I saw about 15 minutes of Sherlock Holmes: Crimes & Punishments at E3 because I was late to my appointment (story of my life the whole show). I missed a good portion of the presentation, so I left rather unimpressed and I didn’t feel comfortable writing about it with my E3 wrap-ups. For whatever reason, when the press release for the game came across my desk, I asked for a review copy. I am unbelievably glad I did.
I am a huge fan of the Sherlock Holmes stories. I read Sir Arthur Conan Doyle’s complete collection numerous times when I was younger, and without a doubt, I can say that this game if the closest I’ll ever get to experiencing a Sherlock Holmes story myself.
Here are some snippets from my full review over on Action Trip:
Through each case, Holmes will have to interrogate witnesses, observe them to press the appropriate questions, and search every nook and cranny for clues that the Scotland Yard and local police might have overlooked. Sometimes Holmes will have to research clues in his archive, perform chemical experiments to learn more about a clue, or use his faithful hound Toby to track down scents all while he explores every possible location and lead. Many of these tasks require the player to participate in little puzzle solving mini-games and interrogation QTEs. The good news is, if you fail an interrogation QTE, the game will let you try again. While one may think, so then what’s the point of even trying if you don’t have a real fail state? It’s really about the sense of accomplishment, and the same can be said for the mini-games. All mini-games can be skipped, but it’s harder to follow Holmes’ investigation if you skip certain ones.
When Holmes has gathered enough clues, he can tie the clues together to form deductions, and from there, he can link the deductions to solve the case. It’s the player’s job to accurately form and interpret the deductions. The first case is extremely simple and straightforward. As you progress, the cases get far more complex and very, very gray, making it harder and harder to pinpoint the culprit and their motive. In fact, after the first case, multiple conclusions are available, and they all can make sense depending on how few or many clues you find.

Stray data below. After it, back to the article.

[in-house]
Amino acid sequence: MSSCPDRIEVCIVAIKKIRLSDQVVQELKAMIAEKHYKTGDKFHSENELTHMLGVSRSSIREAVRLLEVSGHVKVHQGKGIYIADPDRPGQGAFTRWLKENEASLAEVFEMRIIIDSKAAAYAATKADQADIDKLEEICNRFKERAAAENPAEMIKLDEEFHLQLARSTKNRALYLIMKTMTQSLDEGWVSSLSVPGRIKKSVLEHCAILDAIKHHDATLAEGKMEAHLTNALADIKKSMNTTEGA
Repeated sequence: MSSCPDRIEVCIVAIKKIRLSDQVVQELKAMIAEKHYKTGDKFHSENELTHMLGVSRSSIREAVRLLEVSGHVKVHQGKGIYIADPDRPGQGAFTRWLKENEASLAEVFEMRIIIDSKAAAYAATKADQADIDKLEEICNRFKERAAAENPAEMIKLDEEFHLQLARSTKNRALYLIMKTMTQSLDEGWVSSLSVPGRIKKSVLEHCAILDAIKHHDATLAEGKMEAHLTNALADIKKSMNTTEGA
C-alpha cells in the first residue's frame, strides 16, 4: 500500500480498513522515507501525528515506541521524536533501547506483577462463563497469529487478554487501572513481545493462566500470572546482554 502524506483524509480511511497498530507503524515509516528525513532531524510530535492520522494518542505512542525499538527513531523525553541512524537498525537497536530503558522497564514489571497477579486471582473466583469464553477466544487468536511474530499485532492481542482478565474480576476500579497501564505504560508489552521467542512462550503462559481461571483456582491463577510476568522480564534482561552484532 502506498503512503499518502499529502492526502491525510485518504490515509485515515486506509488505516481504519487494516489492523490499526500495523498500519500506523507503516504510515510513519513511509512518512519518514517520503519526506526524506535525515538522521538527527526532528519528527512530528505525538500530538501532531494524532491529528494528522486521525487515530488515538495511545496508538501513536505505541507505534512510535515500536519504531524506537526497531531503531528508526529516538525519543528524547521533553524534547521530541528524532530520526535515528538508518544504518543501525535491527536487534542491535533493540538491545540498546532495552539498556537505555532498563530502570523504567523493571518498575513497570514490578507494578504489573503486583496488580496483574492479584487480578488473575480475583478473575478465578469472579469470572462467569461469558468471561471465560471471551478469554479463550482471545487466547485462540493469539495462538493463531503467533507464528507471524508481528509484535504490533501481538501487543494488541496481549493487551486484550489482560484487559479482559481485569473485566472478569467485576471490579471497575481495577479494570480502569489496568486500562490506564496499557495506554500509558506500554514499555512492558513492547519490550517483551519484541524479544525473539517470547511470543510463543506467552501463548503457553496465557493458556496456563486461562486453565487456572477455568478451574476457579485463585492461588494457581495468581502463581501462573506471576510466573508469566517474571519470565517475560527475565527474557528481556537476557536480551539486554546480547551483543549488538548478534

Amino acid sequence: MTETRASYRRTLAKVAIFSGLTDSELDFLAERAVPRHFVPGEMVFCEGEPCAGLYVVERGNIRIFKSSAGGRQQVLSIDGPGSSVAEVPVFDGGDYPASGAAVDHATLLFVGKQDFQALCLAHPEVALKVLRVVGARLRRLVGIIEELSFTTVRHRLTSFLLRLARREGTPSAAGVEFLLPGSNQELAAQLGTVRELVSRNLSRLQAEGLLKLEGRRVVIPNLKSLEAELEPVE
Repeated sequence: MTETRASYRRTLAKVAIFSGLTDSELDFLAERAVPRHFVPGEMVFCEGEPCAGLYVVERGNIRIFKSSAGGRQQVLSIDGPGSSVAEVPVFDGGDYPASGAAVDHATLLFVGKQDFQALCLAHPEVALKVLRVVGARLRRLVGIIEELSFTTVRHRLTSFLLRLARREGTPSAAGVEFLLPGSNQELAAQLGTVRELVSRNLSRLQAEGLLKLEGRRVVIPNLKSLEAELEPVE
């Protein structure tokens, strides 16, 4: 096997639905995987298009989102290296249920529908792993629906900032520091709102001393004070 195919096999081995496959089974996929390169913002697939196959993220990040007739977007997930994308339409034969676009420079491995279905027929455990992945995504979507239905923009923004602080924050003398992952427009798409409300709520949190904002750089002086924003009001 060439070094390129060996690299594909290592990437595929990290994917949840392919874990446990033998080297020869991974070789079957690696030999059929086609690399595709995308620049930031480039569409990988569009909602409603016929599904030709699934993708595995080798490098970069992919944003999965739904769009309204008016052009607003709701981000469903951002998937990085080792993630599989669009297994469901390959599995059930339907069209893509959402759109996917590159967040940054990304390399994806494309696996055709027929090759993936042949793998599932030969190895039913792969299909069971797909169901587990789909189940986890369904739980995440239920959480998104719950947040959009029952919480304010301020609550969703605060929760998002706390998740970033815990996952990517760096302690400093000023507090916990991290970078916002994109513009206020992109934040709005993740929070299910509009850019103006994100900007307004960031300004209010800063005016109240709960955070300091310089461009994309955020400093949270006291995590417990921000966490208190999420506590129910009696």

Picking a certain conclusion does not guarantee that you’ve selected the right one. Not only that, but once you have confirmed you’re ready to accuse someone, you have two moral options to choose from: convict or absolve. Convict is exactly how it sounds, but if you absolve, you sympathize with the killer and offer to help them. What you decide, both in conclusion and moral choice, affects what happens to Holmes in the end. Will he be trusted by the Yard? Will he patch things with his brother Mycroft? Will he be tormented forever by convicting the wrong culprit or by absolving the correct criminal? There is a reason why he’s always reading Fyodor Dostoyevsky’s Crime & Punishment in his carriage rides (a/k/a loading screens).
I was not entirely pleased with the fact that you could change your conclusion after watching it, because that takes you out of any realism there could be. However, that aside, the game was still enjoyable enough that it’s one of my games of the year. I cannot recommend it enough.